USA — San Bernardino County Supervisor Neil Derry is in a furor over a $150 state-imposed fire fee on rural property owners that is nearly double what was initially proposed in August.
Derry called the fee an act of “outright thievery” by Gov. Jerry Brown. The state Board of Forestry and Fire Protection approved the fee on a 6-2 vote on Nov. 10.
Derry is adamant that the fee is actually a tax in disguise. He says it is a mechanism to generate as much revenue for the state as possible without providing any services to taxpayers in return.
“This supposed fee is not based on anything other than filling the $50 million gap in Cal Fire’s budget,” Derry said. “They don’t provide any of the fire-prevention services they claim this fee is for. The county does.”
The fee could generate up to $88 million in revenue for Cal Fire and is expected to pull in roughly $50 million in its first year. That revenue will help provide a stable funding source for a portion of Cal Fire’s budget that is used for fire-prevention services, Cal Fire spokeswoman Janet Upton said.
Cal Fire is tasked with protecting 31 million acres of California’s privately-owned wildlands. State law allows the imposition of fire-service fees on people who own property on lands protected by the agency. The rationale is that those property owners receive a disproportionately larger benefit from Cal Fire’s services than other taxpaying citizens.
But opponents of the fee argue that property owners will be ponying up more than $100 annually to the state and getting no additional services in return.
“You’ll see nothing change in my district with the fee, other than the people will pay the fee and it will go straight to Sacramento,” said Mike Sherman, the chief of the Crest Forest Fire Protection District in Crestline. “All that money heads to Sacramento and disappears into the big, bloated government.”
In August, the Board of Supervisors adopted a resolution calling for the Legislature to rescind the proposed fee, which at the time would affect roughly 100,000 property owners in San Bernardino and Riverside counties. At the time, the forestry board agreed to limit the fee to $90 for residents living in extremely fire-prone areas and $45 for residents who already pay fees to fire and community service districts.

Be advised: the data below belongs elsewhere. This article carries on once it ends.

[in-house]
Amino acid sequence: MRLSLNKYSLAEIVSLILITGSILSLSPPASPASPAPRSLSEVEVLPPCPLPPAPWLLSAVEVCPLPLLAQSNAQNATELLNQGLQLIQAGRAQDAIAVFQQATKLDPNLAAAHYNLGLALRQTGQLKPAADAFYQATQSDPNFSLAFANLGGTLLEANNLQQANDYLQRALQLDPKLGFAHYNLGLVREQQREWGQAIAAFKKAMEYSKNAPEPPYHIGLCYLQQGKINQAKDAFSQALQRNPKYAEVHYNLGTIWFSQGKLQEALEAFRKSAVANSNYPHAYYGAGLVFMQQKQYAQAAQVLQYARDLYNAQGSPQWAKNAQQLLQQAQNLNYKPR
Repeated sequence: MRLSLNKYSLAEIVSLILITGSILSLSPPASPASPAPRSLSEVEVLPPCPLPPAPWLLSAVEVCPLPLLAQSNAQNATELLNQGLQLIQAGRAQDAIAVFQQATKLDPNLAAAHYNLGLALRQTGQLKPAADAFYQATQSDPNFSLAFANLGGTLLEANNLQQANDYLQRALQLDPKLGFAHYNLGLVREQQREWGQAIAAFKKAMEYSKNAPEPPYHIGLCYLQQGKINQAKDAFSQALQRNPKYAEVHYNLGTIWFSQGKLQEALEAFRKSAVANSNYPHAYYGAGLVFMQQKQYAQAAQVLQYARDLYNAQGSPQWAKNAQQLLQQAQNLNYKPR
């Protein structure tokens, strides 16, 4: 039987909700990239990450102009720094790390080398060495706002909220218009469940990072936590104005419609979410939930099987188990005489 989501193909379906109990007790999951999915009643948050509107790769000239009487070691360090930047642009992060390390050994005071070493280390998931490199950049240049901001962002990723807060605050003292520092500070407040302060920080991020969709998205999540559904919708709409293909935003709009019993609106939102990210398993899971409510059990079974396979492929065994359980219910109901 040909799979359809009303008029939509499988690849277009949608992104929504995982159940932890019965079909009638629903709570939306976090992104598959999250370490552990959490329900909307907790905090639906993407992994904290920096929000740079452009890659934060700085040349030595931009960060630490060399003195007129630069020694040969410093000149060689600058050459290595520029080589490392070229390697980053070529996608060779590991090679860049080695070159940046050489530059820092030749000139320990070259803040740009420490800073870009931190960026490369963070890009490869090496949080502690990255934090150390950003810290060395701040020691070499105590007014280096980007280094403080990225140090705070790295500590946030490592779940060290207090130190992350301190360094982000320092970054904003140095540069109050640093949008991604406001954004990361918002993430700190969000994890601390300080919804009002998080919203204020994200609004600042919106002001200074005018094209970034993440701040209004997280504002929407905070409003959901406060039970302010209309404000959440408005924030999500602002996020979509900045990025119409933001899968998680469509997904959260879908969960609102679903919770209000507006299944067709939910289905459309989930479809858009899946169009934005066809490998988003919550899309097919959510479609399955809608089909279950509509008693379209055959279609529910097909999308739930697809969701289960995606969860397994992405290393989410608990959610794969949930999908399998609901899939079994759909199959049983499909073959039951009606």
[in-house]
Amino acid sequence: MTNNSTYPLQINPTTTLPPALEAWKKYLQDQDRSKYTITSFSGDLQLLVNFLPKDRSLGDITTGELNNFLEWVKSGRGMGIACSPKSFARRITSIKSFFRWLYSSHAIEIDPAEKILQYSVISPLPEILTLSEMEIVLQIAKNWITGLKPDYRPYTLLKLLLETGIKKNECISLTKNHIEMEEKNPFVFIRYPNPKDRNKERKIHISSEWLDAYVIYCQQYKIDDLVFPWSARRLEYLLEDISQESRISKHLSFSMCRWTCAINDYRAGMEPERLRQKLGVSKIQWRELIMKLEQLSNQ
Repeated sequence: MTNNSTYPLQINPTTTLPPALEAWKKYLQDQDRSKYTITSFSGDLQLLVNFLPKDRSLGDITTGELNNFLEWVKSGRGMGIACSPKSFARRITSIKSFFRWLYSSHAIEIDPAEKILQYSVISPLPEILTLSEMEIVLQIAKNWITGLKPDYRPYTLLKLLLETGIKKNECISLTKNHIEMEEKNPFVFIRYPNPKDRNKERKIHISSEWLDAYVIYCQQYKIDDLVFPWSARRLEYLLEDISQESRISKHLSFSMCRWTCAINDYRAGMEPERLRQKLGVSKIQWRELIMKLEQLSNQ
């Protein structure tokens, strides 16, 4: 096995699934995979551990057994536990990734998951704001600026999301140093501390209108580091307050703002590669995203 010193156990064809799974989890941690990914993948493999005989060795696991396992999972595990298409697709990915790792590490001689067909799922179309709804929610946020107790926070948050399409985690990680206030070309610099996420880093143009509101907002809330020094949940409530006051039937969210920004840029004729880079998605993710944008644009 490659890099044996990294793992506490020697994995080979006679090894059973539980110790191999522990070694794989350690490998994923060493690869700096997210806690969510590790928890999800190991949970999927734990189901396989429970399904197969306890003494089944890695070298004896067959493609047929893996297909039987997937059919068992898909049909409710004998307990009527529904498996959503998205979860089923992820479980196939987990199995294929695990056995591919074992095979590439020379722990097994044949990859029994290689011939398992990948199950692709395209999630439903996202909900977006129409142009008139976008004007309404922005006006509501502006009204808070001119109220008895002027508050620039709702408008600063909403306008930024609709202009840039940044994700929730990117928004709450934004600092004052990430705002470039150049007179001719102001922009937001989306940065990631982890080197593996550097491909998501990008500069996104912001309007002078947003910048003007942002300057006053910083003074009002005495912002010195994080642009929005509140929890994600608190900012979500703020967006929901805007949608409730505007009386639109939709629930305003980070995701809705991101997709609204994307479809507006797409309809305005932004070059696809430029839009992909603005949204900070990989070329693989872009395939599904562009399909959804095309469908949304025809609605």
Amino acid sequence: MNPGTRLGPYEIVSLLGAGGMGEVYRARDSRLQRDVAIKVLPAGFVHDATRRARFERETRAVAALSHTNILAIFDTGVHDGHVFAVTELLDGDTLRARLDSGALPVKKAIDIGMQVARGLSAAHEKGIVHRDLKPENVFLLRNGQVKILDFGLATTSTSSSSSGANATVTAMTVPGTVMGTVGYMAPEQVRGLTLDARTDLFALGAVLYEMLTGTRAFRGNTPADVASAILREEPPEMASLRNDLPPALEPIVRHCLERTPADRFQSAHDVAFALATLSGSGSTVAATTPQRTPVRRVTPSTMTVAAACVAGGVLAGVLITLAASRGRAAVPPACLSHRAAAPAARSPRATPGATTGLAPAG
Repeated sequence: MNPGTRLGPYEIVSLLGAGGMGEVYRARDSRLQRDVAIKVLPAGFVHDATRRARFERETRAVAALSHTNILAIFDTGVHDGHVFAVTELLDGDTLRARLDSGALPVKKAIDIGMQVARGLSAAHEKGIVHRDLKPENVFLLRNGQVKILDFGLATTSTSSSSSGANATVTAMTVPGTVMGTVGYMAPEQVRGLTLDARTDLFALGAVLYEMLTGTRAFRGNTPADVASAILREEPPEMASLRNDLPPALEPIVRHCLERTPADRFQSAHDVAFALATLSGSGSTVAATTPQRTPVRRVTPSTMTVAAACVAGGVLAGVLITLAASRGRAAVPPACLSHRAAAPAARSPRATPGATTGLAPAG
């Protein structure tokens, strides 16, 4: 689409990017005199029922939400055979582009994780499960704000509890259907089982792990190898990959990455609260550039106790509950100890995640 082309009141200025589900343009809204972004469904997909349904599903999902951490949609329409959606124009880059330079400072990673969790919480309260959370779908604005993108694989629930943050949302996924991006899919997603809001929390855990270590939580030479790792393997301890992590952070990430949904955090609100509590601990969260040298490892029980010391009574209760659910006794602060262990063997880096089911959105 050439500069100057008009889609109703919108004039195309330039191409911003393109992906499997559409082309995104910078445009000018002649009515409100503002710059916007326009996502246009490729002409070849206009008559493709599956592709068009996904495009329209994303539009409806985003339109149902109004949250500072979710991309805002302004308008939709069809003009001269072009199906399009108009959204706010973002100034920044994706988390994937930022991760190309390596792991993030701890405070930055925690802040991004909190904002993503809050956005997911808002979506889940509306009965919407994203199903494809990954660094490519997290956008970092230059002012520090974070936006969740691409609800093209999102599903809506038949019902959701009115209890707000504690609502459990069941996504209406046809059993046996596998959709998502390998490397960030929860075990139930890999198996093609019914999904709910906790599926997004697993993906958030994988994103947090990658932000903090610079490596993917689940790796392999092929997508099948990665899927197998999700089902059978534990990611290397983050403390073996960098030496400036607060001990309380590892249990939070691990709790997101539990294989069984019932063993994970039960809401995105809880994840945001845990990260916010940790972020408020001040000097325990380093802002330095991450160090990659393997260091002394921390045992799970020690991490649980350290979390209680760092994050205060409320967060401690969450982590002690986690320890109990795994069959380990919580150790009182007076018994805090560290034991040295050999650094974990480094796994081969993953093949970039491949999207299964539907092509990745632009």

But Brown continued to push for the higher fee. In September, the Legislature thwarted his attempt to pass a $175 fee. So in October, Brown appointed four new members to the nine- member forestry board, all Democrats.
“When the board significantly limited the size and scope of the tax in August, Gov. Brown subsequently appointed four handpicked members to guarantee support of his illegal tax,” Derry said in a news release.
Under the new fee schedule, property owners living within a fire district will receive a $35 discount. But the fee also now applies to nonresidential properties, including government buildings, museums, libraries, hospitals and jails.
Derry said that is the only good thing to come of the new fee plan because local governments now can sue the state directly instead of waiting for homeowners or watchdog groups to take action. He said 22 fire stations in the county will have to pay the fee, which he called “preposterous.”
He said he will call on his fellow supervisors and constituents to take legal action when the first bill comes in the mail.
“As soon as we get our first bill from the state of California, I will be asking the board to join the Howard Jarvis Taxpayers Association and numerous constituents throughout the county in litigation against the state,” Derry said.